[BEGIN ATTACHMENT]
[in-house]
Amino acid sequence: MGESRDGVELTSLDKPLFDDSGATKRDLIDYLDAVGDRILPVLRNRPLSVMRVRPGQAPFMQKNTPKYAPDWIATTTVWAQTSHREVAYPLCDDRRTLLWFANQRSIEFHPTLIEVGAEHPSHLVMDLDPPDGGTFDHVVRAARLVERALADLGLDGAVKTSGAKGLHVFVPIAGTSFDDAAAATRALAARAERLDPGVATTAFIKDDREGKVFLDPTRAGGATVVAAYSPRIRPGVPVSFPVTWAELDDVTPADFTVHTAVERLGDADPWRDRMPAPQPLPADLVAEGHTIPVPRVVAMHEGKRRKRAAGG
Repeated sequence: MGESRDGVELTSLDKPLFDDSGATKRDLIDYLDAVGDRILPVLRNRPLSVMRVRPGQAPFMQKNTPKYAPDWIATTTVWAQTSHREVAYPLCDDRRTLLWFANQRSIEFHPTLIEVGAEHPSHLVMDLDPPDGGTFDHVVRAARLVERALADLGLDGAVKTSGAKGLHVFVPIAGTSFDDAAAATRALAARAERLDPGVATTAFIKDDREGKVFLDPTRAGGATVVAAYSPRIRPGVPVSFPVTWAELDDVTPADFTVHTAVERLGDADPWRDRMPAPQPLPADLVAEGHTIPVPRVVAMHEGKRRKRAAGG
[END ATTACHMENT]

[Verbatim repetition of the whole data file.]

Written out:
[in-house]
Amino acid sequence: MGESRDGVELTSLDKPLFDDSGATKRDLIDYLDAVGDRILPVLRNRPLSVMRVRPGQAPFMQKNTPKYAPDWIATTTVWAQTSHREVAYPLCDDRRTLLWFANQRSIEFHPTLIEVGAEHPSHLVMDLDPPDGGTFDHVVRAARLVERALADLGLDGAVKTSGAKGLHVFVPIAGTSFDDAAAATRALAARAERLDPGVATTAFIKDDREGKVFLDPTRAGGATVVAAYSPRIRPGVPVSFPVTWAELDDVTPADFTVHTAVERLGDADPWRDRMPAPQPLPADLVAEGHTIPVPRVVAMHEGKRRKRAAGG
Repeated sequence: MGESRDGVELTSLDKPLFDDSGATKRDLIDYLDAVGDRILPVLRNRPLSVMRVRPGQAPFMQKNTPKYAPDWIATTTVWAQTSHREVAYPLCDDRRTLLWFANQRSIEFHPTLIEVGAEHPSHLVMDLDPPDGGTFDHVVRAARLVERALADLGLDGAVKTSGAKGLHVFVPIAGTSFDDAAAATRALAARAERLDPGVATTAFIKDDREGKVFLDPTRAGGATVVAAYSPRIRPGVPVSFPVTWAELDDVTPADFTVHTAVERLGDADPWRDRMPAPQPLPADLVAEGHTIPVPRVVAMHEGKRRKRAAGG